Lesser independence of judiciary
During the next session of the Sejm, parliamentarians will debate on an amendment to the Courts Act. The amendment lowers judges’ retirement age and empowers the Minister of Justice to dismiss all presidents of courts and later arbitrarily appoint their replacements without the need to consult with judges of a given court. Together with previously implemented changes in the court system, the new measures proposed by the legislative branch put the courts in dangerous proximity to the executive.
Court presidents nominated by Minister of Justice
The proposed amendment is presented as an element of the reform of common courts, appearing along the organisational changes such as the appointment of coordinators for international cooperation and human rights. However, the true purpose of the proposal is to modify the personal composition of courts.
First and foremost, the amendment enables the Minister of Justice to appoint presidents of courts without the obligation to consult representatives of the judges working in a given court. This solution contravenes the jurisprudence of the Constitutional Tribunal, which ruled that the Minister of Justice, as the administrator of all courts, needs to participate in the process of the presidents’ appointment. However, as the Tribunal observed, the Minister’s power of appointment cannot surpass that of the judiciary. The proposed measures deprive judges of the opportunity to evaluate a candidate for the court president’s post, thus prevents any control over the actions of the Ministry of Justice.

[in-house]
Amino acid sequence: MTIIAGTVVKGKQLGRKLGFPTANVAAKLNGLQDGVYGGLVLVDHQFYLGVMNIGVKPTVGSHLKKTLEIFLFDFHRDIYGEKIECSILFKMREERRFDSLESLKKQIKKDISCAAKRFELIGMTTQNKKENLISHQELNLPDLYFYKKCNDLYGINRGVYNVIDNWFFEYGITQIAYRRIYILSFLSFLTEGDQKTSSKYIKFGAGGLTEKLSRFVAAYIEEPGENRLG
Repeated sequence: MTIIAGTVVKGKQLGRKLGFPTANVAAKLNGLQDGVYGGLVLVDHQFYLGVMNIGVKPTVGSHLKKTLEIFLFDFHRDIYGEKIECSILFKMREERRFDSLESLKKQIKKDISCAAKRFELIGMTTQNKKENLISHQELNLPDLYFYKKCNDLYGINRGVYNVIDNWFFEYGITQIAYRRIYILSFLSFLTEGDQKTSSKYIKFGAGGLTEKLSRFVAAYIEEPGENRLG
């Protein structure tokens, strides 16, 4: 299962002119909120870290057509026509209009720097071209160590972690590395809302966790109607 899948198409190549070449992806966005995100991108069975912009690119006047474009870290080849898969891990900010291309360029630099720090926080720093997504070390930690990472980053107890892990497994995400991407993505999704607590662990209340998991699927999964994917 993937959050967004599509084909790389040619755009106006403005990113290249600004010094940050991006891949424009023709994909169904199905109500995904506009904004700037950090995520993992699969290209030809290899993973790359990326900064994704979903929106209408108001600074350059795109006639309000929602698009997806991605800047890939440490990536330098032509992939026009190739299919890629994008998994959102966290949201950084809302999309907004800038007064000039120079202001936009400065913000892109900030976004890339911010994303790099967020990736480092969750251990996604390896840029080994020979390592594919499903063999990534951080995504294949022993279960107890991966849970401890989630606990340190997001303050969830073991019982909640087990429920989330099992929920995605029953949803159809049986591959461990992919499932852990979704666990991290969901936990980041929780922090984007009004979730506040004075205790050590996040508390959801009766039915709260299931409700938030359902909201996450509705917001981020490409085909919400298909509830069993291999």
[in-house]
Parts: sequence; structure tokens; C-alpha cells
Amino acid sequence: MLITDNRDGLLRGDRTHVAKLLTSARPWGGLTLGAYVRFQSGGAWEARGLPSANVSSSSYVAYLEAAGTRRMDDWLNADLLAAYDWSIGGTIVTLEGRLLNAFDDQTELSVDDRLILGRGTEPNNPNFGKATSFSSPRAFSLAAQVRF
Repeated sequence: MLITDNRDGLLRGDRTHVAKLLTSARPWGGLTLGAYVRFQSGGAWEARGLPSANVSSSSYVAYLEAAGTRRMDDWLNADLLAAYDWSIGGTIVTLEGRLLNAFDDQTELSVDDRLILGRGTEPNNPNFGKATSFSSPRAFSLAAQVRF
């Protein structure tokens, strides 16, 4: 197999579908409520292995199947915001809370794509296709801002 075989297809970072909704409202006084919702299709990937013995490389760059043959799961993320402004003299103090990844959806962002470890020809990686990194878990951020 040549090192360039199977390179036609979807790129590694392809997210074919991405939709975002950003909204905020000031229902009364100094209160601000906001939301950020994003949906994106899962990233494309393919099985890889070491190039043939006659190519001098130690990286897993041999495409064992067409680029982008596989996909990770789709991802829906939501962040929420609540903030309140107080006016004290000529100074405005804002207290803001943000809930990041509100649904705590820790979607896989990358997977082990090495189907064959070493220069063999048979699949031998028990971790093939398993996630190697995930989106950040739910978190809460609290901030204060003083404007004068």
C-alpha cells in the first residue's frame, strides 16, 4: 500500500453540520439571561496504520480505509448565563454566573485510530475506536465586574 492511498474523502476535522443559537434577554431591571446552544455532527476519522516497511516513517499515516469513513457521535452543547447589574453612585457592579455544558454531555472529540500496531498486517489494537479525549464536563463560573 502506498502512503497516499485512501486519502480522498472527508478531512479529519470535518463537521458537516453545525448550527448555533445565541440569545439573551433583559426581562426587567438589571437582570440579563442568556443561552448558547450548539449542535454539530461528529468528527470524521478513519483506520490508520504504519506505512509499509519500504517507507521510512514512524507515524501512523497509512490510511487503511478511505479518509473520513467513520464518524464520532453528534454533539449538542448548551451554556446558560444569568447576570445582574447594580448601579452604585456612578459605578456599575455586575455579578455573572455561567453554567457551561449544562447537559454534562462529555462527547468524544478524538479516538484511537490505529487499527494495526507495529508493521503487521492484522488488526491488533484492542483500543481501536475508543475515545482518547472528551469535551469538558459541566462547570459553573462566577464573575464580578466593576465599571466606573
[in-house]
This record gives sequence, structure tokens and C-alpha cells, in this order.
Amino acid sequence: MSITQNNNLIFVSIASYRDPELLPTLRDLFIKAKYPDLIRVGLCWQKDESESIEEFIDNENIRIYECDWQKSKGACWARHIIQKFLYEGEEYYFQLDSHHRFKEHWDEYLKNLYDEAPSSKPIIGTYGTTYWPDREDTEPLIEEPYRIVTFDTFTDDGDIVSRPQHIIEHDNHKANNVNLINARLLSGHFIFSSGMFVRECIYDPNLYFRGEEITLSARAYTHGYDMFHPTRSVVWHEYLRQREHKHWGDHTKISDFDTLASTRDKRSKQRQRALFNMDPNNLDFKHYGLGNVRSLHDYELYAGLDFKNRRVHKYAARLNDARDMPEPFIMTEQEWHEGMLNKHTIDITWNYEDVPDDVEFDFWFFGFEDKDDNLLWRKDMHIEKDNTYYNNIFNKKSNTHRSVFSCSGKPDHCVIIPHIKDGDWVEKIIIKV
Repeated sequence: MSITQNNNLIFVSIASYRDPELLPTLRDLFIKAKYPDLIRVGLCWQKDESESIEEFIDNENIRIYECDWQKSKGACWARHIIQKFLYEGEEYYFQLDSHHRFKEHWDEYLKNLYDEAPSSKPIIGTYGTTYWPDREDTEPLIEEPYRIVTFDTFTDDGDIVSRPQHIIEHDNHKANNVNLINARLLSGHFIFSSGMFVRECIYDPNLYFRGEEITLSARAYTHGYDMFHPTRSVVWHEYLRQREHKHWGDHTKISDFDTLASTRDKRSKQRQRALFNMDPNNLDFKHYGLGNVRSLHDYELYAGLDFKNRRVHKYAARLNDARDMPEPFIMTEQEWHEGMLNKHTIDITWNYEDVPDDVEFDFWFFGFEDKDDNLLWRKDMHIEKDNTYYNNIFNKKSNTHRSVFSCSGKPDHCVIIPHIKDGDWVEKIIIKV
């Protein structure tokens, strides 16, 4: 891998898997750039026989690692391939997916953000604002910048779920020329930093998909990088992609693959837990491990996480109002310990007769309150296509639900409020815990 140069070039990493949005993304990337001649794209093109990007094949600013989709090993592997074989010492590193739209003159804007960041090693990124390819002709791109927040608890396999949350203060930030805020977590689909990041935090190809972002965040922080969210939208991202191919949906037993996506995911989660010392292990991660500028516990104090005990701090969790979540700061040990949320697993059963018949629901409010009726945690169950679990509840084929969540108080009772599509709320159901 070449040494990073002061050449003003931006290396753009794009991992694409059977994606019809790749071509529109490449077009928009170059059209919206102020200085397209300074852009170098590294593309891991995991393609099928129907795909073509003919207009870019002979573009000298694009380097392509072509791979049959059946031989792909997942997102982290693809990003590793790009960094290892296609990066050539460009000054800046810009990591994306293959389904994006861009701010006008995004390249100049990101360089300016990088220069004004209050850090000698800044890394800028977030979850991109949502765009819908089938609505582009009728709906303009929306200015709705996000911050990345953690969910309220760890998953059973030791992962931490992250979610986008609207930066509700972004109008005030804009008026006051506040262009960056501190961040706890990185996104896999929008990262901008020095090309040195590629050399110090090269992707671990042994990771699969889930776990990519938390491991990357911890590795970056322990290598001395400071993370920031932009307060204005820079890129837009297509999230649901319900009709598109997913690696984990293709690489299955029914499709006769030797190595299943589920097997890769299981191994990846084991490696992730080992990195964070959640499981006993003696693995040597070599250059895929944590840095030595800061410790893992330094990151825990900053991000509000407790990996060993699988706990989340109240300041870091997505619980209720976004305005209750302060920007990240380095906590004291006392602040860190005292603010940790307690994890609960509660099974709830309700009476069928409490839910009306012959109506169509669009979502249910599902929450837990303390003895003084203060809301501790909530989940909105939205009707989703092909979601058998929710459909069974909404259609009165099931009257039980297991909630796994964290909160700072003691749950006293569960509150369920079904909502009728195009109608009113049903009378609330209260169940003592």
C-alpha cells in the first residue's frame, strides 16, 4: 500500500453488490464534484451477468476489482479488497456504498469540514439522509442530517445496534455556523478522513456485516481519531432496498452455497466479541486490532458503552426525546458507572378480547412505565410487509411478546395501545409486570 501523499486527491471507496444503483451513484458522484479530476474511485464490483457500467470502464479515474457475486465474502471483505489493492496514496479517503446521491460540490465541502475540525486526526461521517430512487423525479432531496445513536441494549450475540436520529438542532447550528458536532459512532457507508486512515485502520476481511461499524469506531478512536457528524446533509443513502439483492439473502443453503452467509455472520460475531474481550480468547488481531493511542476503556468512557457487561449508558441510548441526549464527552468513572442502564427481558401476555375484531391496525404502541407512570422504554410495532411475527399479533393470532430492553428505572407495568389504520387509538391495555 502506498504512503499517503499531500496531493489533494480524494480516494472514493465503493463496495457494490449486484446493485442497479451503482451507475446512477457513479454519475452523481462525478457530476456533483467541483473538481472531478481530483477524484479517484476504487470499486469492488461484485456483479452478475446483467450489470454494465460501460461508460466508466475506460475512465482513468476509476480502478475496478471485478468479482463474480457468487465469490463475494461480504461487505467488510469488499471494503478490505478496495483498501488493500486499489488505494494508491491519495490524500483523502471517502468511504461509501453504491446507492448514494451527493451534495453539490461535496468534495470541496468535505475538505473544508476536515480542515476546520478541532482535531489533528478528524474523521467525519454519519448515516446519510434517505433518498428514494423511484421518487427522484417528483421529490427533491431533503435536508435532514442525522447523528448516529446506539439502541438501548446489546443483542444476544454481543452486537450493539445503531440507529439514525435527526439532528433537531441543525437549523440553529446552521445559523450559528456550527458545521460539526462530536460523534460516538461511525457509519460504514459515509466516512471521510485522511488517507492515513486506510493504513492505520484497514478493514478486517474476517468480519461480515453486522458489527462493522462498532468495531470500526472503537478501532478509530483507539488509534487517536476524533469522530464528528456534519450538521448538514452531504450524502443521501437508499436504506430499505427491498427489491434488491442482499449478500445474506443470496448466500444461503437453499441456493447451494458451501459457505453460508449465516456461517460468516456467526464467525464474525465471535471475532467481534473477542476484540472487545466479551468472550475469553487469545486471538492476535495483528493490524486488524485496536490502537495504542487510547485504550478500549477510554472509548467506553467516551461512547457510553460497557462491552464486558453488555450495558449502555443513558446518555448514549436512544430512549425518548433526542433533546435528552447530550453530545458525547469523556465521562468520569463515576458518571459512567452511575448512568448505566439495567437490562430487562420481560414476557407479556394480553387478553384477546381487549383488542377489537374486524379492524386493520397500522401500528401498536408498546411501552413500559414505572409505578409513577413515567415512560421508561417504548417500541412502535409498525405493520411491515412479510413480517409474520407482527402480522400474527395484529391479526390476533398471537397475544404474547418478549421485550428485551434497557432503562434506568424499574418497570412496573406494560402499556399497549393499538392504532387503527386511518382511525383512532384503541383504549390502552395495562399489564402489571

Simplified procedure for court president’s dismissal
In addition to the above, the Minister will gain new powers in respect of a dismissal of a court president: he will be able to rely on a new ground for dismissal, namely the “ascertainment of particularly ineffective performance of a president’s administrative supervision or work organisation function in the court over which they preside or in the courts subordinate thereto”. Moreover, an opinion on a dismissal issued by the National Council of the Judiciary of Poland will bind the Minister only if it is adopted by the qualified majority of two-thirds of voting Council members.
In any case, within six months from the amendment’s entry into force, the Minister of Justice’s powers will be even more extensive. During this period, he will be able to dismiss all presidents and deputy presidents of common courts without the obligation to ask for the National Council’s opinion, and without cause.
The proposed law also lowers the retirement age of judges, introducing different retirement thresholds for women and men (60 and 65 years, respectively). A judge may serve past the above age limits but only with the Minister of Justice’s approval. Under current law, a judge may declare his or her will to remain on the bench to the Minister of Justice and is allowed to do so on condition that he or she presents a medical certificate of fitness for performing a judicial function.
The newly proposed regulations are incompatible with a judgment of the Constitutional from 1998. In this judgment, the Tribunal held that “it would clearly be unacceptable if a political body (the Minister of Justice), left beyond the organisational structure of the judiciary, was empowered to approve extensions of judicial tenure, in the same way as this was done in the Communist Poland”.
Courts increasingly subordinated to other branches of government
The discussed amendment to Courts Act is yet another change affecting the court system that was implemented in recent months. So far, the “reforms” included:
Complete subordination of court managers to the Minister of Justice: the managers will be appointed and dismissed at the Minister’s pleasure, without any public competition being held;
Associate judges will be appointed by the Minister of Justice, subject to a challenge by the National Council of the Judiciary, which must be submitted within a month from an appointment;
According to a legislative proposal whose second reading is to take place during the next parliamentary session, the Sejm will delegate judges to sit on the National Council of the Judiciary of Poland, which will consist of two assemblies: the first one comprising mostly of politicians, and the other – of judges.